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Kindle Vildor takes advantage of clean slate

Bears defensive back Kindle Vildor
Bears defensive back Kindle Vildor

When Matt Eberflus was hired as Bears coach in January, he promised that all players would be afforded a clean slate to prove themselves to the new staff.

No one took advantage of that opportunity more than cornerback Kindle Vildor. After a disappointing 2021 season, the 2020 fifth-round pick performed well in offseason practices and training camp. He missed the first two preseason games with an injury, but returned to produce three tackles, one tackle-for-loss and one pass breakup in Saturday's finale in Cleveland.

"We don't look at last year," said Eberflus. "We certainly look at skill sets from last year, but other than that, hey, it's a clean slate.

"He's had a couple injuries during training camp, but he put his best foot forward the last preseason game. So he is where he is right now. And he's got to keep working. I think in our scheme, a lot of times those outside guys can play well because it's a vision defense, a vision break. [We] play some more zone, more than most people. I think he can have success there."

Good spot: Four of the seven receivers who made the Bears' initial 53-man roster have been sidelined with injuries: veterans Byron Pringle, N'Keal Harry and Tajae Sharpe and rookie third-round pick Velus Jones Jr.. But Eberflus doesn't seem concerned, even with the regular season opener just 12 days away.

"We feel good where we are, we really do," Eberflus said. "Obviously, it doesn't look good out there. We had some guys that were out. We only had three or four guys out there today [at practice], but we feel good where they are in terms of coming back and being available to us shortly. We're in a good spot."

Take a look at each player on the Bears' initial 53-man active roster for the 2022 season. (Players listed numerically) (As of Aug. 30, 2022)

Young guns: In constructing the 53-man roster, Eberflus conceded that the Bears took into account that they're just beginning to build a foundation with young players.

"You do look at it that way in some regards, but in other ways you've got to build the best football team you can this year," he said. "It's the coaches' job to develop the athletes and develop the players into our system and our style. We believe in teaching and we have a really good personnel department. They really covet the things the coaches do and we're in line that way. We're excited about that."

The Bears' initial 53-man roster includes 13 rookies—10 draft picks and three undrafted free agents.

Double threat: One of the undrafted rookies, Jake Tonges, has impressed the Bears while playing both fullback and tight end.

"I think he's done a good job to show us he can do both," Eberflus said. "That's a hard thing for a defensive coordinator, really: 'Hey, does this guy play tight end? Does he play on the ball? Does he play Y? Does he move? Does he get back into the fullback position and can he run leads?' That creates a whole other dynamic for the defensive coordinator. IIs he going to play 12? Is he going to play nickel? Is he going to play base? What's he going to do? That, to me, is a good thing."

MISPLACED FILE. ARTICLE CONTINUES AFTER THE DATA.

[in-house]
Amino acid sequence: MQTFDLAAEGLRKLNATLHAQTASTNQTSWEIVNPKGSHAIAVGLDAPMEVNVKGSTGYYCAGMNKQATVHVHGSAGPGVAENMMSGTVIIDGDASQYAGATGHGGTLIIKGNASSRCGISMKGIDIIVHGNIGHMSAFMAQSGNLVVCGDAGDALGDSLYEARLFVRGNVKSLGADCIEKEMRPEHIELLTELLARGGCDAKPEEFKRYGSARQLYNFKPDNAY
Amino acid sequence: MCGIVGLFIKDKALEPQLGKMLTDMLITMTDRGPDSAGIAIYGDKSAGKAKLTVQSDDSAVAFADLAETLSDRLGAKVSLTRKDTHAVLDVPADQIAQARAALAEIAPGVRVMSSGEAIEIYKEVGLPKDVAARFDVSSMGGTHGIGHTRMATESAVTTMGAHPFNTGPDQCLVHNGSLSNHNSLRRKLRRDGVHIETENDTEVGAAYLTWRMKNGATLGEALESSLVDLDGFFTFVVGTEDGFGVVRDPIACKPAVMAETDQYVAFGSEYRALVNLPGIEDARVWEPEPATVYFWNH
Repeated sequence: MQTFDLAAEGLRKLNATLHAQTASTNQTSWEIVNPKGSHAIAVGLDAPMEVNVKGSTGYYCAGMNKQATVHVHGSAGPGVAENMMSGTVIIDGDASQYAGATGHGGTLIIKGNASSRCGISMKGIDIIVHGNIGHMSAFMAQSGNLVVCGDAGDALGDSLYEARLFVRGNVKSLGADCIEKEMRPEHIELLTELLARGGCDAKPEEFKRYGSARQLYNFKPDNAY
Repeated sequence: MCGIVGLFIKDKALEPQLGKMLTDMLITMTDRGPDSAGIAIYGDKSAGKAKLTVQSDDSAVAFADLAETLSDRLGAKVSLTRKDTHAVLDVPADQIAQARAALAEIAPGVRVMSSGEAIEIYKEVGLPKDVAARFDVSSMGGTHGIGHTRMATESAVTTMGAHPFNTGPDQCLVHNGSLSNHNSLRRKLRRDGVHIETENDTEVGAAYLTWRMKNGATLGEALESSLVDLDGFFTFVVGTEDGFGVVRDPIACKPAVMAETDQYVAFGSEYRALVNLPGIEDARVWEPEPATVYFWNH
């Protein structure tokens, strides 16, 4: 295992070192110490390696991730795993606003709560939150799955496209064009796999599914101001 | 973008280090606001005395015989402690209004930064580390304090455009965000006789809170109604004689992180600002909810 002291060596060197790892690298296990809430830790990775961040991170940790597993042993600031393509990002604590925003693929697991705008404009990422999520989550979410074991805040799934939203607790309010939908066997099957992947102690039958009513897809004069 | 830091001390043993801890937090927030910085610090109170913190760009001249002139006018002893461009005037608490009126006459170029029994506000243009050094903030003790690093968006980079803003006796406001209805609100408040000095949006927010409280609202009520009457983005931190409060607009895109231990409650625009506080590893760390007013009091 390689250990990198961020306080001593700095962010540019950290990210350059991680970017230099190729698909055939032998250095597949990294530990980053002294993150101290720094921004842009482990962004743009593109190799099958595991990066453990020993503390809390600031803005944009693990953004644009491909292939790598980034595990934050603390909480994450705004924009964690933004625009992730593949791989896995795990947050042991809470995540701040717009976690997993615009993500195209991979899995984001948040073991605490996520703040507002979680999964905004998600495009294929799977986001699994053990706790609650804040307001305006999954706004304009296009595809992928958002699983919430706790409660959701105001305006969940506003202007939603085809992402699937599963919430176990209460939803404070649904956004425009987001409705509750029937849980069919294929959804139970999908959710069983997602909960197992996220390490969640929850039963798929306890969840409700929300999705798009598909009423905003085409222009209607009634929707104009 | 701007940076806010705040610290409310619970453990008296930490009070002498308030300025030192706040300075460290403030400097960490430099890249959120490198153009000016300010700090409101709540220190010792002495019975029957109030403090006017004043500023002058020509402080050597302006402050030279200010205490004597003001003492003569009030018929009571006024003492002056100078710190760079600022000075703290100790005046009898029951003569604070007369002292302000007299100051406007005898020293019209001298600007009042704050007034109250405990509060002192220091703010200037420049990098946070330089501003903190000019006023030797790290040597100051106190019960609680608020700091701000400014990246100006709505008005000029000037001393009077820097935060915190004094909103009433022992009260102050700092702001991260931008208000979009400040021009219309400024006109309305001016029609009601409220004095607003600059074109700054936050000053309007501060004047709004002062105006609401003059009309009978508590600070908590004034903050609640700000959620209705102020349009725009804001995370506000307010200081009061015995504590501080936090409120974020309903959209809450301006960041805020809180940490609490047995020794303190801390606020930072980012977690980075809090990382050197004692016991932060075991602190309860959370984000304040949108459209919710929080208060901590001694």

Turning heads: Another undrafted rookie, linebacker Jack Sanborn, greatly improved his chances of earning a roster spot in the preseason opener against the Chiefs when he generated two takeaways with an interception and fumble recovery.

"When guys make plays, when they make plays in games and they're instinctual, you always take a look at those guys," Eberflus said. "He's good in the open field and making open-field tackles in special teams. So we're excited about where he is in his development too. [Linebackers coach] Dave Borgonzi's done a great job getting him in the position and letting him flourish in that spot."

Eberflus added that Sanborn, a Wisconsin product, impressed the Bears by showing "a lot of grit and a lot of toughness though the course of training camp."

Three's company: The third undrafted rookie to make the 53-man roster is Jaylon Jones, a cornerback from Mississippi. It's a bit of surprise that three undrafted rookies earned roster spots given that the Bears had a large draft class (11 picks).

"It just shows the hard work [the personnel department] put in with looking at these guys all the way through and then really pulling the trigger on draft day to get them and get the guys that we covet," Eberflus said. "They did a really good job with that. And for the coaches, too. The coaches are developing those guys. It works hand-in-hand to get those guys ready to play."

Getting better: Eberflus said that improving the roster is a yearlong process that the Bears are "always going to be obsessed with." With hundreds of players being released throughout the NFL as part of final cuts Tuesday, general manager Ryan Poles will have an opportunity to add depth and competition.

Veterans can be signed immediately, while players who were waived must be claimed by 11 a.m. (CT) Wednesday. The Bears are seventh in the claiming order, which is determined by inverse order of 2021 won/loss records (just like the draft).

"We're always going to look for guys that have the traits we're looking for, the long, speed, athletic, striking-type players that we want to have on our roster," Eberflus said. "We're always going to look to improve that."

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